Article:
What we could learn from Jamaica

Paolo Kernahan -
Paolo Kernahan -

CLOSE TO 1,400 people were murdered in Jamaica in 2023. Yet the island attracted more than four million tourists in that same bloody year. According to the Jamaica Observer newspaper, the country welcomed 1.1 million visitors as of the second week of March this year. This isn’t a column about crime, to be clear; it will only strafe the subject tangentially.

There’s nothing Trinidad can learn from Jamaica about crime as our citizens appear, at least by all outward appearances, at peace with rampant criminality in this murdertopia. The robust tourism figures in Jamaica are attributed, in part, to a shift in marketing tactics. Specifically, there has been an aggressive push by the Jamaica Tourist Board towards digital marketing, dialling back somewhat on conventional tactics.

The JTB, it seems, understands how to use digital marketing to target specific market segments online. From my reading of it, Jamaicans are using more SEO (search engine optimisation) to boost the visibility of the destination, particularly with audiences on the digital prowl for their next holiday getaway/wedding destination/absconding from justice with company pension funds.

A strategic digital marketing ideology allows the island greater focus on finding its ideal clientele using the language of online discovery. Naturally, no one should take glowing accounts of any state agency without a grain of scepticism – but as their tourism statistics suggest, there’s something in the way of proof in that pudding.

While not a comparison between Jamaica and TT as tourism destinations, some might argue brand Jamaica is infinitely more potent than brand “Trini.” This is true. Many people in countries outside the region often assume if you’re from the Caribbean then you must be Jamaican. What’s also true is Jamaica’s parallel identity as a dangerous place is equally well known.

Here’s an excerpt from a US travel advisory issued this year by the US State Department: "Violent crimes such as home invasions, armed robberies, sexual assaults and homicides are common. Sexual assaults occur frequently, including at all-inclusive resorts. Local police often do not respond effectively to serious criminal incidents.”

As far as that damning resume goes, Jamaica and TT are practically twin flames. At any rate, these are the odds Jamaica must confront while trying to promote itself in a fiercely competitive market. So what are we doing to promote our slice of paradise?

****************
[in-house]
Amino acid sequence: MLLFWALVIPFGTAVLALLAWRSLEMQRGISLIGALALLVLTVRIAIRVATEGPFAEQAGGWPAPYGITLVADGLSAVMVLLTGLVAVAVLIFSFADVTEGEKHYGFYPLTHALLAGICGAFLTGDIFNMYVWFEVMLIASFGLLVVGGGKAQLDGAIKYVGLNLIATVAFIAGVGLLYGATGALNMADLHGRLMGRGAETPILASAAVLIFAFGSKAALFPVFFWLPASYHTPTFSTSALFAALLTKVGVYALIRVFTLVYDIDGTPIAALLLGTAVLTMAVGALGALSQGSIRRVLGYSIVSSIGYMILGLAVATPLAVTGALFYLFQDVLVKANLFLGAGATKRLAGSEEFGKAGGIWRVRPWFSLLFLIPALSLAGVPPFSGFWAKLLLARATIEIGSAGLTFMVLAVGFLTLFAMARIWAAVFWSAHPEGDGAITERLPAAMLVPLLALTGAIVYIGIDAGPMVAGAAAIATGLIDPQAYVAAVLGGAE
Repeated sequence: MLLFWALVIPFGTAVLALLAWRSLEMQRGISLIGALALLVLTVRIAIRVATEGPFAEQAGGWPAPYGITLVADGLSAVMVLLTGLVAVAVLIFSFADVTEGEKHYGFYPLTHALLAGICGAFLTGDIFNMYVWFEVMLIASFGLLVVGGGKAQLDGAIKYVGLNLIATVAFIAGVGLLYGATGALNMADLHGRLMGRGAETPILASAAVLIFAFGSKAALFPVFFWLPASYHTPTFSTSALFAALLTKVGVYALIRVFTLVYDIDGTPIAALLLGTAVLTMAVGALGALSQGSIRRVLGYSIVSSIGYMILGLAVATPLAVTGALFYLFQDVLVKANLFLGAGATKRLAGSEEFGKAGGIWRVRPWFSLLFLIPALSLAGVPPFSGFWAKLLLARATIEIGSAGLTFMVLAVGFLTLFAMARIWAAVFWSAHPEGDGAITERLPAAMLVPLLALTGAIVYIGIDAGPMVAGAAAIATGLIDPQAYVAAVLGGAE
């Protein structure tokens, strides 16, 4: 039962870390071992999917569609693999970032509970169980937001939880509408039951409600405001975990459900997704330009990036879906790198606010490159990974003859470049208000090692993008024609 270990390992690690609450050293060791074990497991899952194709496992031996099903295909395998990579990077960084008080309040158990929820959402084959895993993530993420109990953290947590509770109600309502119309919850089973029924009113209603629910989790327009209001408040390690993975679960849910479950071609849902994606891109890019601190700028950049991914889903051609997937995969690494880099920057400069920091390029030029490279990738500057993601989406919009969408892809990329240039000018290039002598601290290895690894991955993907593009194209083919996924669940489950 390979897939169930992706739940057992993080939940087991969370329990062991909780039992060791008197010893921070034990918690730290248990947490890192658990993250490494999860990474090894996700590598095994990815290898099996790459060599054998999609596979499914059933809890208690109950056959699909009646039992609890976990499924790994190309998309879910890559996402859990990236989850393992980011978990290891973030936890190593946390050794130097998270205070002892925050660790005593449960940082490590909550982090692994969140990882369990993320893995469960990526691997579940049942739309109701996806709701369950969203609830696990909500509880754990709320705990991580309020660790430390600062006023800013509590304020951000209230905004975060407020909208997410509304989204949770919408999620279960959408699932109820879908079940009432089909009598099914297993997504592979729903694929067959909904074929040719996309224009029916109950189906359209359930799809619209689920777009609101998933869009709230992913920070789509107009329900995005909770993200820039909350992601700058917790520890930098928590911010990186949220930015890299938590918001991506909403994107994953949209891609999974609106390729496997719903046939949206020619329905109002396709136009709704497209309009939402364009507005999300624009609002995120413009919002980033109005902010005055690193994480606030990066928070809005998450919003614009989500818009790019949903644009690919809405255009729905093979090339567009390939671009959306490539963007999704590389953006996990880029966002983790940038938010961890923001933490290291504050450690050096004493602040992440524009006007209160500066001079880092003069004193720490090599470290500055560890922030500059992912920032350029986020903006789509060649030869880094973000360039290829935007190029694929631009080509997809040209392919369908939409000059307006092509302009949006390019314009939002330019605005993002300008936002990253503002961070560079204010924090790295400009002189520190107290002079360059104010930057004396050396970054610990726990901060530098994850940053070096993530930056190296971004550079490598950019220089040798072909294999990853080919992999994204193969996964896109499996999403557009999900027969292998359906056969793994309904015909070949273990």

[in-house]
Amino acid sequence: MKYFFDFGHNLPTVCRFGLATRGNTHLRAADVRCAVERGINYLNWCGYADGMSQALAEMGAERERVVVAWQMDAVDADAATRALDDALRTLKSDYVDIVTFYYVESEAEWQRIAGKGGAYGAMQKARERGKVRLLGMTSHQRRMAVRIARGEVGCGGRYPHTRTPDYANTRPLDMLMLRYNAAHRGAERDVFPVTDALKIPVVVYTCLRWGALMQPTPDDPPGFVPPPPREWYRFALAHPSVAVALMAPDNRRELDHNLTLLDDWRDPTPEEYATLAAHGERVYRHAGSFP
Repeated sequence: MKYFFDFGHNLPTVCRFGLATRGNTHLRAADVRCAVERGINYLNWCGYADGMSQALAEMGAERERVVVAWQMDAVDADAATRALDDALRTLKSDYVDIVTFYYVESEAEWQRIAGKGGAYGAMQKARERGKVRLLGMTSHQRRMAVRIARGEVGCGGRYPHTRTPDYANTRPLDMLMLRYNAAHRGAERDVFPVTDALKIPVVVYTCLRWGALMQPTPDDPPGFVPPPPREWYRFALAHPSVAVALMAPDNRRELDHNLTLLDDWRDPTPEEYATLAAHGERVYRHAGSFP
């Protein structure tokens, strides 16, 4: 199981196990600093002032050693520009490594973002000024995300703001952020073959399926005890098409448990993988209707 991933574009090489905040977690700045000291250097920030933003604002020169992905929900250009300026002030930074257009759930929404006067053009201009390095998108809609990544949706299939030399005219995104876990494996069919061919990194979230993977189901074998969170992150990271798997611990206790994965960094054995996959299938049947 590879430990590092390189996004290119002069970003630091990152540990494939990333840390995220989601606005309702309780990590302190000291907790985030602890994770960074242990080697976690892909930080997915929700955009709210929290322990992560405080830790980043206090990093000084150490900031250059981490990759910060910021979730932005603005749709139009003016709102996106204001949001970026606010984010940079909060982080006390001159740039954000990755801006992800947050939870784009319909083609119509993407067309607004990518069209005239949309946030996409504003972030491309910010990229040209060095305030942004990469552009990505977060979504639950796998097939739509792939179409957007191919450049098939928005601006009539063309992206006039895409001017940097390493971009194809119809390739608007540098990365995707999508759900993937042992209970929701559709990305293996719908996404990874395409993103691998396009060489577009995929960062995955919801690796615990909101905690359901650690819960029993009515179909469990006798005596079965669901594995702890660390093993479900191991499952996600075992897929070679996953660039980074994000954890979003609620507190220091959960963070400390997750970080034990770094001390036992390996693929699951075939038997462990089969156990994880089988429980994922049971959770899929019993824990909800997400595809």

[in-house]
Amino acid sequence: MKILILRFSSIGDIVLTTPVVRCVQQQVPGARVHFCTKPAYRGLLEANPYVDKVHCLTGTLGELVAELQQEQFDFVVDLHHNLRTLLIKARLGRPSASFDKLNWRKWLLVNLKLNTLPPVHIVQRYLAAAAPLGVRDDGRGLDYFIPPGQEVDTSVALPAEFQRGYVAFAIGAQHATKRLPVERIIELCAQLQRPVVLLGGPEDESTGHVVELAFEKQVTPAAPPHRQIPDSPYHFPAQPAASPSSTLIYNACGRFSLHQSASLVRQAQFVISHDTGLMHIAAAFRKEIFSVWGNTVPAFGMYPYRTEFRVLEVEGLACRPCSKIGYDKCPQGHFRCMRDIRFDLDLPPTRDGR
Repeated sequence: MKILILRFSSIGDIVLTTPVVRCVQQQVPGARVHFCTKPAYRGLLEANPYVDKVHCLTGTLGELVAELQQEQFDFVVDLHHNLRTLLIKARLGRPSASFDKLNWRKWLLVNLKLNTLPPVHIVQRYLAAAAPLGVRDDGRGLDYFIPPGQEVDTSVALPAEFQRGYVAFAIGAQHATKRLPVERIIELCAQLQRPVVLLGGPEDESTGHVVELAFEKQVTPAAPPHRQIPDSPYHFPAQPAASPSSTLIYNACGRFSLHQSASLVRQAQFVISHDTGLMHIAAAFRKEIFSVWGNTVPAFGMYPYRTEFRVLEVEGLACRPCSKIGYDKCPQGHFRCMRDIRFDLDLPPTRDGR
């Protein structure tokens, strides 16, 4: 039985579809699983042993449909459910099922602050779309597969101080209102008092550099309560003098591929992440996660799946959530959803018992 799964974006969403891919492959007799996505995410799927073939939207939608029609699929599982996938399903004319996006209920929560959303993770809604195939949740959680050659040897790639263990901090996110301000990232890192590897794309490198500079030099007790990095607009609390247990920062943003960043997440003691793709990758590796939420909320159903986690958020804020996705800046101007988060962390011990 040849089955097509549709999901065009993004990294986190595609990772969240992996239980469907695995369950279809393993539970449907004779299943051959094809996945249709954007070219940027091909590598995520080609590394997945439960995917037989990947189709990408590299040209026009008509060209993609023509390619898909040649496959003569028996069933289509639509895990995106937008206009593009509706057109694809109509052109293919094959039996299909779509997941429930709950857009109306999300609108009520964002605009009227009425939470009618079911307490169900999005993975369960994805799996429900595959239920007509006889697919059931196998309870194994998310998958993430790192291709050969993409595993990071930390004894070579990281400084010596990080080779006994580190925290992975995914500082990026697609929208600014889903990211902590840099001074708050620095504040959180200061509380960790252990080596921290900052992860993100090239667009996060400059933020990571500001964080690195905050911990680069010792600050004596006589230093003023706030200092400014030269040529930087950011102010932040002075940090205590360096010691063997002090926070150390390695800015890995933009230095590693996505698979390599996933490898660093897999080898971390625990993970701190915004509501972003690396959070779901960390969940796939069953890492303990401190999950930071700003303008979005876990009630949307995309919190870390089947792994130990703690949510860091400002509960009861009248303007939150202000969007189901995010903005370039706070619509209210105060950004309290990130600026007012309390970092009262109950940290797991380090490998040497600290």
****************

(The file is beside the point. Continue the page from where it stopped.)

Just a year ago chairman of Trinidad Tourism Ltd Clifford Hamilton, flanked by CEO Carla Cupid, told a parliamentary committee, “We’re hoping we can enter into some agreement with Google whereby, in terms of search engines, if we give them content that’s positive, when you Google Trinidad what comes up first are those positive things we’re saying about the country or other people are saying about the destination.”

Hamilton was speaking about efforts to counteract the (negative) international perception of TT.

That, ladies and gentlemen, is a shocking insight into the thought process of people handsomely paid to market this country. If people at the very top don’t understand how Google works, then SEO and targeted digital marketing can’t be too far behind on the list of things they don’t know.

As an interesting side note, Hamilton also said tourists aren’t concerned about crime (demonstrably false). If the chairman truly believed that, why then trouble himself with fanciful ideas of holding talks with Google to promote more positive stories about TT?

Meanwhile, a quick Google search of Trinidad while writing this column turned up the usual Wikipedia result at the top. Not far below, however, were the following headlines: "4-year old girl beheaded in Trinidad" and "State of depravity," the Express editorial.

News websites typically rank high in Google, often on the first page of search results because they have a strong domain authority. For example, the oil spill off Tobago dominated search results so comprehensively that the stories triggered not just widespread international coverage, but “reporting” by content creators on platforms like TikTok.

The only way to counteract negative stereotypes perpetuated by online search results is to seize control of your narrative. We need to use SEO to accurately and consistently target international audiences with stories and images conveying what we want people to know about our country. This, of course, doesn’t absolve the authorities of their responsibility to combat crime.

Negotiating with Google to prominently feature positive stories is not a thing. In my estimation, there’s also little we can learn from Jamaica about digital marketing. On the evidence, we don’t know what we don’t know – and that puts us far behind.


"What we could learn from Jamaica"

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